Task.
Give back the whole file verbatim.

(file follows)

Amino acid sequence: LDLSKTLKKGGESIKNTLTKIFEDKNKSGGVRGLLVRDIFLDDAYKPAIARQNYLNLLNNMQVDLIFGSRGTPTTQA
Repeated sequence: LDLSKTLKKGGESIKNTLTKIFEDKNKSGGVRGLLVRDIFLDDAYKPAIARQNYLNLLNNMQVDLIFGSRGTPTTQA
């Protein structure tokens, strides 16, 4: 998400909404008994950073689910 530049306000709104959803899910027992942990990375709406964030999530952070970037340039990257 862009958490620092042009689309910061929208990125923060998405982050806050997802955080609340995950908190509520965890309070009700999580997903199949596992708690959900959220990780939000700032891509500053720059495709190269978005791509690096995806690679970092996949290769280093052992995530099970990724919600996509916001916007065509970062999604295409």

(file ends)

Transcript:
Amino acid sequence: LDLSKTLKKGGESIKNTLTKIFEDKNKSGGVRGLLVRDIFLDDAYKPAIARQNYLNLLNNMQVDLIFGSRGTPTTQA
Repeated sequence: LDLSKTLKKGGESIKNTLTKIFEDKNKSGGVRGLLVRDIFLDDAYKPAIARQNYLNLLNNMQVDLIFGSRGTPTTQA
């Protein structure tokens, strides 16, 4: 998400909404008994950073689910 530049306000709104959803899910027992942990990375709406964030999530952070970037340039990257 862009958490620092042009689309910061929208990125923060998405982050806050997802955080609340995950908190509520965890309070009700999580997903199949596992708690959900959220990780939000700032891509500053720059495709190269978005791509690096995806690679970092996949290769280093052992995530099970990724919600996509916001916007065509970062999604295409």